Edward Henry Hobson was born in Greensburg, Kentucky, on July 11, 1825. He was educated in the common schools of Greensburg and Danville, Kentucky. He worked for his father who was a successful merchant in Greensburg. In 1846 Hobson enlisted for service in the war with Mexico (1846-47), serving in Co. A of the 2nd Kentucky Infantry. During the war he was promoted to 1st Lieutenant for bravery. Following the war, he returned home, going into banking in the 1850s.
At the outbreak of the Civil War, Hobson enlisted in the Union army and began recruiting a regiment of soldiers in the Green River area. This regiment became the 13th Kentucky Infantry and Hobson its colonel. The 13th moved south with Gen. Don Carlos Buell and fought at the Battle of Shiloh. In November 1862, Abraham Lincoln made Hobson a brigadier general. After service in Mississippi and Tennessee, he returned to Kentucky.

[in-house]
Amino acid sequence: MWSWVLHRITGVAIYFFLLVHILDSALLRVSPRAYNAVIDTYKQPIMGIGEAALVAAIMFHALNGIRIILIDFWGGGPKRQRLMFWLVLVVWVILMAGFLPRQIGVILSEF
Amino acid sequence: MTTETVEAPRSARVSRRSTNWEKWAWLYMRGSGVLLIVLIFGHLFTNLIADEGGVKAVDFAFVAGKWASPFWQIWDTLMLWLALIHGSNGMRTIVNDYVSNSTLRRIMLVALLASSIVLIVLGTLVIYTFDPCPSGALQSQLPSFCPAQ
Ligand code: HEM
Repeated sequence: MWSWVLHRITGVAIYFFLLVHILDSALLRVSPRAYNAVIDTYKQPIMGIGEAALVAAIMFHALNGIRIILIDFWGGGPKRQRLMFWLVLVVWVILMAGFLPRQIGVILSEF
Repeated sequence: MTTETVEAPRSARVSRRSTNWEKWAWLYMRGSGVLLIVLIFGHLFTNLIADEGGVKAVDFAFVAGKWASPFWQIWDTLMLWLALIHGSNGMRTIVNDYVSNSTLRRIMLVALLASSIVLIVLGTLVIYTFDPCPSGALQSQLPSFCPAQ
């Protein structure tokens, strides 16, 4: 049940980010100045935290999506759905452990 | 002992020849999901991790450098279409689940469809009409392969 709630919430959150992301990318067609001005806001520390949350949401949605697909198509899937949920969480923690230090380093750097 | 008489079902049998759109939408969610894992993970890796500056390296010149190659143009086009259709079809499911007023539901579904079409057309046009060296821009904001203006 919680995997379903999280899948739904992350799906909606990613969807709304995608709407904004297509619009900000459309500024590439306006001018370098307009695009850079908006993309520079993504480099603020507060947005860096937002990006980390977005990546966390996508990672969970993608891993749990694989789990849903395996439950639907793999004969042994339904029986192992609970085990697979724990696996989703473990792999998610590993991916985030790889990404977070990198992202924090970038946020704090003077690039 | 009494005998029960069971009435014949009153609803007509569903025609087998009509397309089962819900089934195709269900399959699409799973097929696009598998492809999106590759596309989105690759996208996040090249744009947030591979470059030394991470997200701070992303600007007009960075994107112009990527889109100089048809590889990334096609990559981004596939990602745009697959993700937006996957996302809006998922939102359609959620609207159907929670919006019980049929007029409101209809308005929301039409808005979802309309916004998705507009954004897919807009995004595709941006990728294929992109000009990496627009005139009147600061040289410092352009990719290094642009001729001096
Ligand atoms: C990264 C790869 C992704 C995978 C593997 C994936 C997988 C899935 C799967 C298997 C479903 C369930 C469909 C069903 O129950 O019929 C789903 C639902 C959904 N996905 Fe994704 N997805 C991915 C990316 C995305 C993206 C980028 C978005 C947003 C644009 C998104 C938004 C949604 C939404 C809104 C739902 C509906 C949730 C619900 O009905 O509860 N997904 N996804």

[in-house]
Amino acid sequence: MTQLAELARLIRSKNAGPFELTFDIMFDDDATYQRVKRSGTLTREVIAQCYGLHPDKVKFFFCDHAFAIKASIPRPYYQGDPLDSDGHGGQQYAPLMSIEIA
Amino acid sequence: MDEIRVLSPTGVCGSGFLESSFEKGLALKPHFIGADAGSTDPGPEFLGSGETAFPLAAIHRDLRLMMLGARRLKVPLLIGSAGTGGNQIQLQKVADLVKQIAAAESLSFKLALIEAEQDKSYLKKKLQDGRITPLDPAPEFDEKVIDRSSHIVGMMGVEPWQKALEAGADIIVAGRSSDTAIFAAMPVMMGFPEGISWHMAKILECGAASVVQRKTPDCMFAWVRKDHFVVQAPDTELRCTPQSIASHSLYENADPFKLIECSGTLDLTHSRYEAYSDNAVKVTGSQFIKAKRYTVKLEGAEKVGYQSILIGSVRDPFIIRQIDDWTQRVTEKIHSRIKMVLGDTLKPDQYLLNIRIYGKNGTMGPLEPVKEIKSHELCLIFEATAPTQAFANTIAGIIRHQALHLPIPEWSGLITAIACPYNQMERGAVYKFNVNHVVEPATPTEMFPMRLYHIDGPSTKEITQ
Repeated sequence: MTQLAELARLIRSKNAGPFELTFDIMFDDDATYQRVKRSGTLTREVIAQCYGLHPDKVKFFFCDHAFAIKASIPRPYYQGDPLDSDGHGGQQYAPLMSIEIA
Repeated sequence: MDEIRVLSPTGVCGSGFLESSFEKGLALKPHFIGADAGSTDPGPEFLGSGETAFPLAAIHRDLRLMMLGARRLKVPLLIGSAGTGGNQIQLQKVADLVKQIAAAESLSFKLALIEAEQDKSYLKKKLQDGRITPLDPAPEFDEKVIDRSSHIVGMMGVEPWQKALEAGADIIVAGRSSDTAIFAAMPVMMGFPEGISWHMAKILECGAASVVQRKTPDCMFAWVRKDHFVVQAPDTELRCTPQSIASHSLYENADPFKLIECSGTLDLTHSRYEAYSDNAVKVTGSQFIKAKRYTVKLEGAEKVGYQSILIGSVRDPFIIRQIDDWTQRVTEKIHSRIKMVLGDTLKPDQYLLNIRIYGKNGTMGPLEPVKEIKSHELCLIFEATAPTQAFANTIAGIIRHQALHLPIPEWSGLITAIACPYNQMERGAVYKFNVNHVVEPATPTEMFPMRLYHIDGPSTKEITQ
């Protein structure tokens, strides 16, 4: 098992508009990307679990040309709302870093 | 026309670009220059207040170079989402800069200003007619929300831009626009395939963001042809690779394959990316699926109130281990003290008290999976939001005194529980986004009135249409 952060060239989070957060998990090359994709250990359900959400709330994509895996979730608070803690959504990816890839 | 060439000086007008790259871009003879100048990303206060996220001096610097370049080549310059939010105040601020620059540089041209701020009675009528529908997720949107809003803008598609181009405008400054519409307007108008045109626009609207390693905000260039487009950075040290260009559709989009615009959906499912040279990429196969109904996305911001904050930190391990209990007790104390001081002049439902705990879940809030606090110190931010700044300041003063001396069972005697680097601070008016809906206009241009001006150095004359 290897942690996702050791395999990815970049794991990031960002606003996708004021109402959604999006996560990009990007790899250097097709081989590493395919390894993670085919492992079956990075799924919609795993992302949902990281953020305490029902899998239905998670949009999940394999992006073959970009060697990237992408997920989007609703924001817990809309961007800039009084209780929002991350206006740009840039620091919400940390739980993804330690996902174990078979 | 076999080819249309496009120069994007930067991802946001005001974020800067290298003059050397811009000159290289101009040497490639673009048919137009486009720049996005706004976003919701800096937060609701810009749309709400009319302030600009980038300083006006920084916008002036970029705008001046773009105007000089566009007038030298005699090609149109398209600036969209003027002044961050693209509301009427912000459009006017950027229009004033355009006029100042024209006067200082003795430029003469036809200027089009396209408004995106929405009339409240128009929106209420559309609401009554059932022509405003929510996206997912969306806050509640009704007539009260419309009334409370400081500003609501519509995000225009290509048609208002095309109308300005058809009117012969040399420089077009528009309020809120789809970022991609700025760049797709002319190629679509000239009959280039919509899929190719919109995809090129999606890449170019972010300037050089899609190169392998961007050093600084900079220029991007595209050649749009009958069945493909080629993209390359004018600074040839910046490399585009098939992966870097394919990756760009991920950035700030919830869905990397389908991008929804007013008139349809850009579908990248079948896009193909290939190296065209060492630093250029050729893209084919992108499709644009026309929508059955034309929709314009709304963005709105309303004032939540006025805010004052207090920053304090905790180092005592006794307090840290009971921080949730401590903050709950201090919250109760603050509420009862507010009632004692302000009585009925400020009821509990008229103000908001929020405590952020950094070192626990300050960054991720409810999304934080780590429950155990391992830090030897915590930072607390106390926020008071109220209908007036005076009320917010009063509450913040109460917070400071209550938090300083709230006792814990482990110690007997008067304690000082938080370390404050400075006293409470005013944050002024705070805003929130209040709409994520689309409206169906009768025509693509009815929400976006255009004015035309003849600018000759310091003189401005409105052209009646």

On July 6, 1863, Hobson was ordered to leave Munfordville, where he had been training troops, to find Gen. John Hunt Morgan, the "Thunderbolt of the Confederacy." After a skirmish at Marrowbone, Kentucky, he pursued Morgan through Kentucky, Indiana and Ohio (July 6-26, 1863). On July 26th, Hobson's force defeated Morgan at Buffington Island, Ohio, ending Morgan's Great Raid into the North.
On June 11, 1864, Hobson
and Morgan met again at Cynthiana, Kentucky. After a spirited resistance, Hobson's outnumbered force of 900 was captured. It is said that when Morgan approached Hobson, he smiled and said, "General, we meet again!" as Hobson handed over his pistols. Though Hobson was defeated, his defense allowed Union soldiers to catch up and defeat Morgan the following day.
Hobson was mustered out of service in September of 1865 and returned home to Greensburg to engage in business. He died at a Grand Army of the Republic Reunion in Cleveland and is buried at the family cemetery in Greensburg.